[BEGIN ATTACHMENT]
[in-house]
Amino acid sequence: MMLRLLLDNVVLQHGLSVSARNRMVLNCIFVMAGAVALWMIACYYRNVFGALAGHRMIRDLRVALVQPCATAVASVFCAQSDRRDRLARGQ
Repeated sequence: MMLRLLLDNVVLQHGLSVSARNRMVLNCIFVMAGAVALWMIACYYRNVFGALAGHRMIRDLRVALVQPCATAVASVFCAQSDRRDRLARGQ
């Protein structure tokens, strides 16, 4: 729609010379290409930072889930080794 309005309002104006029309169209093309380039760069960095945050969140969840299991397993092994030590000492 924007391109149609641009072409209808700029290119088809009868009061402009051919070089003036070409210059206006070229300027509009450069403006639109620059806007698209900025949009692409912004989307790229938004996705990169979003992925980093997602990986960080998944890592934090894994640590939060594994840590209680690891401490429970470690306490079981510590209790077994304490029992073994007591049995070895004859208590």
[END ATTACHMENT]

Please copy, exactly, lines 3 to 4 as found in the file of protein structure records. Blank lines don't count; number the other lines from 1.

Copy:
Repeated sequence: MMLRLLLDNVVLQHGLSVSARNRMVLNCIFVMAGAVALWMIACYYRNVFGALAGHRMIRDLRVALVQPCATAVASVFCAQSDRRDRLARGQ
């Protein structure tokens, strides 16, 4: 729609010379290409930072889930080794 309005309002104006029309169209093309380039760069960095945050969140969840299991397993092994030590000492 924007391109149609641009072409209808700029290119088809009868009061402009051919070089003036070409210059206006070229300027509009450069403006639109620059806007698209900025949009692409912004989307790229938004996705990169979003992925980093997602990986960080998944890592934090894994640590939060594994840590209680690891401490429970470690306490079981510590209790077994304490029992073994007591049995070895004859208590």